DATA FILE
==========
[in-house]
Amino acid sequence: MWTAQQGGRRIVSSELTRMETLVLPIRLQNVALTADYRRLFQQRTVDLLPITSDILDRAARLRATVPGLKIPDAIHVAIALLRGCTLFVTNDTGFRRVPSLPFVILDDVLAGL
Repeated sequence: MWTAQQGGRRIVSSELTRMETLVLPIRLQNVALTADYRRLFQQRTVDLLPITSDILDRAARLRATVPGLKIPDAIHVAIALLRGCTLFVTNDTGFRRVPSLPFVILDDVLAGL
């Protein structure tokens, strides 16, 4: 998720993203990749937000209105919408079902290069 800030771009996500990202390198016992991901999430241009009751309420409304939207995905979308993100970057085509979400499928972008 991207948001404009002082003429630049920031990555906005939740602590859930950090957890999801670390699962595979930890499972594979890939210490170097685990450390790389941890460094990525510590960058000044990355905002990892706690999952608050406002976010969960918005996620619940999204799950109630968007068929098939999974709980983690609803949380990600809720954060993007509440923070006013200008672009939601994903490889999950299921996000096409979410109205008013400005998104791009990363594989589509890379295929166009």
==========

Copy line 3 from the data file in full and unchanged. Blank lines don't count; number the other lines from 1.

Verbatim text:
Repeated sequence: MWTAQQGGRRIVSSELTRMETLVLPIRLQNVALTADYRRLFQQRTVDLLPITSDILDRAARLRATVPGLKIPDAIHVAIALLRGCTLFVTNDTGFRRVPSLPFVILDDVLAGL